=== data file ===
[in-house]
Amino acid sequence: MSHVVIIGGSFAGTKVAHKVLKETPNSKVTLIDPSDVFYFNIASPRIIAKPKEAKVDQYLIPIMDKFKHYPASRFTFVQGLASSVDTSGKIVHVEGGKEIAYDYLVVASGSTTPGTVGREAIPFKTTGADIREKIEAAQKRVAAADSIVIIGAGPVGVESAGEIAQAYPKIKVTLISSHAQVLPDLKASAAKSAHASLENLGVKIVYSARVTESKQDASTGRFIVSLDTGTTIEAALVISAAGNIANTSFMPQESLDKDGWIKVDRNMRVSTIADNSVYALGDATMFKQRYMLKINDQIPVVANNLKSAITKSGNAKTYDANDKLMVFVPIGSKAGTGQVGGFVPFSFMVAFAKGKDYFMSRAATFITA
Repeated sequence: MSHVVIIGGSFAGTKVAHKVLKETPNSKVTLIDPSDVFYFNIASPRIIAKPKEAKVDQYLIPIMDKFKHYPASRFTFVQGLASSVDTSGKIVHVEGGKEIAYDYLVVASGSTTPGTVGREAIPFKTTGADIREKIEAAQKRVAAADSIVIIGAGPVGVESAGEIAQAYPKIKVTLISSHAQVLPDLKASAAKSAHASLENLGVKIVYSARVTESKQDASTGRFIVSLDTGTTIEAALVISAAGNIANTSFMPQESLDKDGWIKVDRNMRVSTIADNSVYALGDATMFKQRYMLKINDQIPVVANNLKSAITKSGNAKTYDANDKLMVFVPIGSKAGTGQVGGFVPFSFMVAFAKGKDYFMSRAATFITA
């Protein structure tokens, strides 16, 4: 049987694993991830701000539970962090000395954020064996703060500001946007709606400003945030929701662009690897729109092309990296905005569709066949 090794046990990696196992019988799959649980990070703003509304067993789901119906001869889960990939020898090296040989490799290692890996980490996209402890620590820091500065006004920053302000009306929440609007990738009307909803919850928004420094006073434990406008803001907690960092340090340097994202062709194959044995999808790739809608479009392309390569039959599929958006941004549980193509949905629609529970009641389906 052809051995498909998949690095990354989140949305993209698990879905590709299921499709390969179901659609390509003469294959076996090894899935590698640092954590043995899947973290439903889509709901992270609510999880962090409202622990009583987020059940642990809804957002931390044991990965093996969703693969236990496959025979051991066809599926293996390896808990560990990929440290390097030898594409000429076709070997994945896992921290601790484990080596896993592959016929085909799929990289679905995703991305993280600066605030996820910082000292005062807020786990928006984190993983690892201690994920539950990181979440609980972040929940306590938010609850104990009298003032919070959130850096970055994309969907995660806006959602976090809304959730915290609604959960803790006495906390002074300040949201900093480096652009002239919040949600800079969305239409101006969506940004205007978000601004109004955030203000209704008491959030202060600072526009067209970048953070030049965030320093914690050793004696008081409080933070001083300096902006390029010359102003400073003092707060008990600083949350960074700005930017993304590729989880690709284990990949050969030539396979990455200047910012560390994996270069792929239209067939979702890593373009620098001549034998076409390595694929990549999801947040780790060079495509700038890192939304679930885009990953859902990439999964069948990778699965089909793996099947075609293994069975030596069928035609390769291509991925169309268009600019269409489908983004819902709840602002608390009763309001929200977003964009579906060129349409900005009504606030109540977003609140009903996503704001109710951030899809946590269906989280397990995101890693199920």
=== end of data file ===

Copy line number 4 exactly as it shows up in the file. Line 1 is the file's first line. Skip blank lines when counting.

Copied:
């Protein structure tokens, strides 16, 4: 049987694993991830701000539970962090000395954020064996703060500001946007709606400003945030929701662009690897729109092309990296905005569709066949 090794046990990696196992019988799959649980990070703003509304067993789901119906001869889960990939020898090296040989490799290692890996980490996209402890620590820091500065006004920053302000009306929440609007990738009307909803919850928004420094006073434990406008803001907690960092340090340097994202062709194959044995999808790739809608479009392309390569039959599929958006941004549980193509949905629609529970009641389906 052809051995498909998949690095990354989140949305993209698990879905590709299921499709390969179901659609390509003469294959076996090894899935590698640092954590043995899947973290439903889509709901992270609510999880962090409202622990009583987020059940642990809804957002931390044991990965093996969703693969236990496959025979051991066809599926293996390896808990560990990929440290390097030898594409000429076709070997994945896992921290601790484990080596896993592959016929085909799929990289679905995703991305993280600066605030996820910082000292005062807020786990928006984190993983690892201690994920539950990181979440609980972040929940306590938010609850104990009298003032919070959130850096970055994309969907995660806006959602976090809304959730915290609604959960803790006495906390002074300040949201900093480096652009002239919040949600800079969305239409101006969506940004205007978000601004109004955030203000209704008491959030202060600072526009067209970048953070030049965030320093914690050793004696008081409080933070001083300096902006390029010359102003400073003092707060008990600083949350960074700005930017993304590729989880690709284990990949050969030539396979990455200047910012560390994996270069792929239209067939979702890593373009620098001549034998076409390595694929990549999801947040780790060079495509700038890192939304679930885009990953859902990439999964069948990778699965089909793996099947075609293994069975030596069928035609390769291509991925169309268009600019269409489908983004819902709840602002608390009763309001929200977003964009579906060129349409900005009504606030109540977003609140009903996503704001109710951030899809946590269906989280397990995101890693199920």